Briefing

What to know about the latest (and possibly last) Jan. 6 hearing

A Trump subpoena, Pelosi footage, and more

Throughout what was likely its final hearing, the House select committee investigating the Jan. 6 Capitol attack focused on former President Donald Trump's mindset and motivation leading up to the 2021 riot. During the Thursday proceedings, members presented new evidence showing how Trump planned in advance to declare victory on election night, then later voted unanimously to subpoena the former president. Here's everything you need to know:

How did the hearing start off?

The committee's chair, Rep. Bennie Thompson (D-Miss.), opened the hearing by noting that "when you look back at what has come out through this committee's work, the most striking fact is that all this evidence comes almost entirely from Republicans. The evidence that has emerged did not come from Democrats or opponents of Donald Trump. Instead, look at who has written and testified and produced evidence: aides who have worked loyally for Donald Trump for years; Republican state officials and legislators; Republican electors; the chairwoman of the Republican National Committee; political professionals who worked at the highest levels of the Trump campaign; Trump appointees who served in the most senior positions in the Justice Department; President Trump's staff and closest advisors in the White House; members of President Trump's family, his own White House counsel."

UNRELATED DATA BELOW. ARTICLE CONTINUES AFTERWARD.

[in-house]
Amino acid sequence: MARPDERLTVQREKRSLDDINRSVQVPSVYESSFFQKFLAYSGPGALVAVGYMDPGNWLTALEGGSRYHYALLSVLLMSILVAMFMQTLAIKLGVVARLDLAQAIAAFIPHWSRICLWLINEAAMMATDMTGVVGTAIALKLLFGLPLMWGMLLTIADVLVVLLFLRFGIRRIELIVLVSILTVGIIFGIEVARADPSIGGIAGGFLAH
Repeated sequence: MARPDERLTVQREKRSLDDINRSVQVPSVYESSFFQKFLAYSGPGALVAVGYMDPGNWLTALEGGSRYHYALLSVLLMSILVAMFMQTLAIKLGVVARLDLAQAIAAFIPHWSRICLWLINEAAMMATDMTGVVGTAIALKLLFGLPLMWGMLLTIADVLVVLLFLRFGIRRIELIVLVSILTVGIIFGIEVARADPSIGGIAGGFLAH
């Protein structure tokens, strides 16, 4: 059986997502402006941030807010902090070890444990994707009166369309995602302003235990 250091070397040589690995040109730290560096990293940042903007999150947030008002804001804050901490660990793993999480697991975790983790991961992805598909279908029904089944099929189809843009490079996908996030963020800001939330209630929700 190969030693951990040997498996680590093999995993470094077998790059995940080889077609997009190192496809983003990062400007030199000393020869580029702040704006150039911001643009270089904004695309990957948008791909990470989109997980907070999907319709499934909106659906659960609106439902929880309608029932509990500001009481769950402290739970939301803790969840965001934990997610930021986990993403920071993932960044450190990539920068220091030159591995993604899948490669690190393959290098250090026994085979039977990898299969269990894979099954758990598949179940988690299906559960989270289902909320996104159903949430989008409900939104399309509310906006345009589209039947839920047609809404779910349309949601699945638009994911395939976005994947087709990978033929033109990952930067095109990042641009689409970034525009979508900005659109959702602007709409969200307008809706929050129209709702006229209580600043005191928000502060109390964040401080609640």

Not all of these witnesses "were thrilled to talk to us, some put up quite a fight, but ultimately the vast majority cooperated with our investigation," Thompson continued. The committee's investigation "is not about politics," he added. "It's not about party. It's about the facts, plain and simple, and it's about making sure our government functions under the rule of law as our Constitution demands."

What new evidence was presented?

It was known before Thursday that Trump allies like political operative Roger Stone and former aide Stephen Bannon had openly discussed Trump's intention to declare victory on election night regardless of the outcome. "He's not going down easy," Bannon said in a recording played during the hearing. "If Biden is winning, Trump is going to do some crazy s--t." The committee also shared an email sent on Oct. 31, 2020, by Tom Fitton, a conservative activist and head of Judicial Watch, to White House aides Dan Scavino and Molly Michael. The email included the line, "We had an election today — and I won," and claimed, falsely, that there was an "Election Day deadline" to count ballots. Fitton sent a follow-up on Nov. 3 and indicated he had been in touch with Trump on the matter, writing, "Just talked to him about the draft below."